"It'll only take you five minutes to walk from Tottenham Court Road tube station to get to the British Museum" said Mr GBT confidently when we were discussing the route before my most recent meet-up with my blogging chum Lovely Grey. What he hadn't factored in was how easily distracted I am and disorientated if greeted by a choice of station exits....in the end I chose one, but not the right one. Thank goodness for that kind young man in the shoeshop who kindly sent me off again in the right direction once I'd realised that I was probably not going the right way! However, all was not lost....there's not a dull inch of street in that part of London.
A couple of years ago I began to notice that some of the tube stations have interesting features and if I'm not dashing through I endeavour to have a look. You can't really miss the offerings from Tottenham....the whole place is festooned with these colourful mosaics by Eduardo Palozzi. It wasn't a name I was familiar with, but I've since discovered that I have seen a piece of his work on a previous trip with LG. The huge "Newton" outside the British Library is also one of his.
The Flying Horse is the last pub standing on Oxford Street [at this point I should never have been on Oxford Street in the first place!]. This building dates fronm1892, but the earlier one on the same site had been there since at least 1780 and sits on top of the St Giles Crossroads. Until 15th century it was where the gallows were and infamous for being the place where the plague started in 1665. Perhaps it was fortituous for some that St Giles was the patron saint for sudden misery amongst other afflictions like leprosy.
Whilst out freely roaming [it sounds more classy than "not having a bleeding clue where I was" somehow!] I did the classic touristy thing of seeing the Elizabeth's Tower or Big Ben as we all like to call it still. I know BB is the bell really, but I hadn't appreciated that the tower had even been renamed to celebrate the Queen's Diamond Jubilee back in 2012. Anyway I didn't see the real thing [I hadn't strayed quite that far!], but this questionable 3' souvenir version. I left it there for somebody else to take home as a reminder of their holiday😆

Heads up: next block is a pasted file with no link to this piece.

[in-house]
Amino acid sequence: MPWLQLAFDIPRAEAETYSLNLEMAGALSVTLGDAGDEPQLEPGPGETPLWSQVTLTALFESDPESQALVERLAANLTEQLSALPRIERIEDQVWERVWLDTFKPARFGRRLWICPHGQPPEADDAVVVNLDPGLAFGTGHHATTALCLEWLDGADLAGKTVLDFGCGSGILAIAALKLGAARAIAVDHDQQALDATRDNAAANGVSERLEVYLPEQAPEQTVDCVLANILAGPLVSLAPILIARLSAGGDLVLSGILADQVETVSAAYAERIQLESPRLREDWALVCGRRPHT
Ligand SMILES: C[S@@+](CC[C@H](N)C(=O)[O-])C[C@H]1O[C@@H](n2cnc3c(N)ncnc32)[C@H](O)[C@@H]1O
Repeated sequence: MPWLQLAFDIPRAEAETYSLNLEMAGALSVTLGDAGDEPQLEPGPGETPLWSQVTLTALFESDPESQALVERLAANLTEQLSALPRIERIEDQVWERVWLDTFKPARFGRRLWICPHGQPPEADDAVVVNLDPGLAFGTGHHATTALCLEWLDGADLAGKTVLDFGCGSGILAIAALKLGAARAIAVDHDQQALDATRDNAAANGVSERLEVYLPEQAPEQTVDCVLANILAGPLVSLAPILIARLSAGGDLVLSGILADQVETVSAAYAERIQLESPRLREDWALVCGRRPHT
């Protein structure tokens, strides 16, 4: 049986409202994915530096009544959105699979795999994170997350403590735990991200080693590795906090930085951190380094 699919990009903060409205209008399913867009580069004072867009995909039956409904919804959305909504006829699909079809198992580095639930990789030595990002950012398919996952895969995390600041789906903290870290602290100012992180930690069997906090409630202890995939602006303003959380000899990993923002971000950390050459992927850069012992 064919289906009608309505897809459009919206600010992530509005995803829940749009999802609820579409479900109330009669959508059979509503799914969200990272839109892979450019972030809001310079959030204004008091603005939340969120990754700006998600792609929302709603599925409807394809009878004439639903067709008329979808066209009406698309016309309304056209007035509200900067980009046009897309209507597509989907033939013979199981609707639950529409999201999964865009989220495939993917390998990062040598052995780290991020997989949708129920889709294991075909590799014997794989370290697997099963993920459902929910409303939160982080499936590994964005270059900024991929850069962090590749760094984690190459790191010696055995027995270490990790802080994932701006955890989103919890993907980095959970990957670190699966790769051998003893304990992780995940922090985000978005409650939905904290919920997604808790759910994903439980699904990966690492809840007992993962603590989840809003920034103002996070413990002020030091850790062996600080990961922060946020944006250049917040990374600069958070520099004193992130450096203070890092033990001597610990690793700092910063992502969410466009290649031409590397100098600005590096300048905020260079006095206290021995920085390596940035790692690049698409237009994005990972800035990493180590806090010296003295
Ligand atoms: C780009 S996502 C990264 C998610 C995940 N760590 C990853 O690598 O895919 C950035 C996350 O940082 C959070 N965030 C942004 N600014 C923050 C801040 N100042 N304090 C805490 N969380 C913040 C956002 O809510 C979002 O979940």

Having thoroughly and unashamedly mangled Dr Johnson's famous quote to suit my own ends this plaque has a connection to the good man who wrote the dictionary. Topham Beauclark [described as a dandy and a wit] was a close personal friend of his. His wife was originally a Lady Diana Spencer and known as Lady Di before she married for the first time to the unfaithful 2nd Viscount of Bolingbroke. She gave him a taste of is own medicine when she left him and continued her clandestine affair with Topham. Having been divorced by the Viscount on the grounds of her adultery she married Beauclerk, but it seems that this partnership was no happier. She had been the Lady of the Bedchamber to Queen Charlotte earlier in her life and following her widowhood she managed to successfully pursue a career as an artist which would have been very difficult for a woman to achieve at that time. I am assuming Dr Johnson wasn't her greatest fan as he's on record as calling her a whore. Charming!
More offerings tomorrow!
PS I have subsequently learnt that Charles, the son of this scandalous pair, ended up living a quiet life just outside Horsham!
That first pic would be an admirable design for a patchwork quilt. You appear to have roamed freely over some really interesting stuff. London is full of it if one is only looking about instead of rushing...ReplyDelete
I was a few minutes late, but our meeting time was fairly flexible depending on train times etc. My Mum would say exactly the same about the mosaic having potential as a quilt. ArilxDelete
You spotted (and photographed) some fab stuff!ReplyDelete
I'm liking the name Topham - and that memorial. Fancy Dr Johnson calling Lady Di a whore - that's us West Midlanders for you, no beating about the bush! xxx
You made me laugh Vix....down here we'll say one thing to your face and what we really think behind your back! ArilxDelete
Ah no wonder you were a bit late you tinker! Will have to have a proper route around Tottenham Court Road tube station. They're a bit more for me to see there! xxxReplyDelete
There were loads of them, but I was just taking a few photos in the lull between people so I didn't get in anybody's wayx ArilxDelete
You must wear very special glasses to notice all that you do Aril! xReplyDelete
I do if I'm not having to do anything else...alot of the time I'm dashing around like everyone else and concentrating on what I need to get done. ArilxDelete
I agree that London is so interesting, we used to love to wander around when we were fit. This mosaics are beautiful and of course I love the colours.ReplyDelete
We have a shared love of colour I think. ArilxDelete
I second Tigger's observation that those mosaics would fare well in translation to textile art, either as quilts or tapestries.ReplyDelete
I agree with you. ArilxDelete